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Disability onset date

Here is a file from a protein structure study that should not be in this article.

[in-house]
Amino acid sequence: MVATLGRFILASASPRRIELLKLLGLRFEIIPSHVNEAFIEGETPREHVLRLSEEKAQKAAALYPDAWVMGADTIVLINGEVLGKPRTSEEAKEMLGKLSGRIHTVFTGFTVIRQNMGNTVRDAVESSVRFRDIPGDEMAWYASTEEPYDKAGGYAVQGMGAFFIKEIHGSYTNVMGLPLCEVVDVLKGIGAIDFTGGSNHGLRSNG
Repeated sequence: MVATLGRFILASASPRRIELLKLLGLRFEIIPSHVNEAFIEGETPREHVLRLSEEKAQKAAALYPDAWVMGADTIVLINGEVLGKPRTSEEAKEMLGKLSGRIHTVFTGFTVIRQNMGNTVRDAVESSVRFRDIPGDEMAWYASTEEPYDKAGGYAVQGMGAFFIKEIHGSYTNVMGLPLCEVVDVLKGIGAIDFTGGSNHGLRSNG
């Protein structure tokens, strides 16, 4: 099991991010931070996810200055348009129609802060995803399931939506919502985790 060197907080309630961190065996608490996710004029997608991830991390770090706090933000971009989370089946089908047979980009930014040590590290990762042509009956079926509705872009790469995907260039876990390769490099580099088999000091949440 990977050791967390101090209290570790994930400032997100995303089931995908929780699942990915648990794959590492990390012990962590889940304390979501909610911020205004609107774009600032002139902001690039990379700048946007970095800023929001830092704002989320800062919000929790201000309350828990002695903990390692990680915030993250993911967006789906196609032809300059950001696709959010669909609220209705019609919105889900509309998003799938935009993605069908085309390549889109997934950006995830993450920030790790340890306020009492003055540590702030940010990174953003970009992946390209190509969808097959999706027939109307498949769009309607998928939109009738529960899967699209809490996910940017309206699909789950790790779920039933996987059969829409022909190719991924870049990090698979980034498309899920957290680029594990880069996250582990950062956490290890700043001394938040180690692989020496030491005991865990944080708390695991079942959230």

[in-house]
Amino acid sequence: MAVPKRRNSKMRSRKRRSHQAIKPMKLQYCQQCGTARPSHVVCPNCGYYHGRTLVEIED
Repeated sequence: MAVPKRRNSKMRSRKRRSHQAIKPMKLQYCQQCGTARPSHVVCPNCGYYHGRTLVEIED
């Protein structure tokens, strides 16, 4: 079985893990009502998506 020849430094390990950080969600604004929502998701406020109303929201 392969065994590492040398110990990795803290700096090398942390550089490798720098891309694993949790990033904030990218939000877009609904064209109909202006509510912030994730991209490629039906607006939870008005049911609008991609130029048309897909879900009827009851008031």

The onset date is the date a SSDI claimant became disabled. The onset date is set by the claimant on the application for SSDI. When the claimant sets the onset date it is called an "alleged" onset date; once the onset date is approved it is then called the "established" onset date. We only mentioned SSDI and not SSI because if you have kept up with your reading of prior posts you probably could have figured that the onset date is not relevant in an SSI case because SSI benefits are never given until the first day of the month after a claimant files for disability. Back benefits are not awarded in a SSI claim. For an SSDI claimant the onset date is very important. You must make a good faith effort in determining the earliest possible date you believe you became disabled. Many times the social security administration (SSA) will provide a date that is much later than the date you provide. It is to your advantage to have your onset date pushed back as far as possible. Now we are not saying to pick a date that is not correct or untrue. What we are saying is to make sure the date you provided on your application is congruent with the onset date recognized by the social security administration (SSA). Why is it best to have an onset date pushed back? SSDI provides for back pay in benefits once your case is approved. The earlier you can prove you are disabled the more back benefits you will receive. It is important to keep accurate records of your condition and verify your onset date with the social security administration's (SSA) onset date. You should recognize several aspects in regard to your onset date. The work you have done in the past must be consistent with the onset date of your disability. You cannot be disabled and work at the same time. Therefore your onset date cannot pre-date any work activity. However if you believe your onset date does pre-date some type of work activity, you should identify the type and extent of work you did. If the work you did was below the substantial gainful activity (SGA), which we have discussed in prior posts, or the past work you did was an unsuccessful work attempt you may be able to reconcile this potential problem. If your past work does not "qualify" you would be able to push your onset date back. It is often difficult to determine if the work you have done in the past will qualify as substantial gainful activity. If you have any questions you should contact an experienced social security disability attorney or your local social security field office.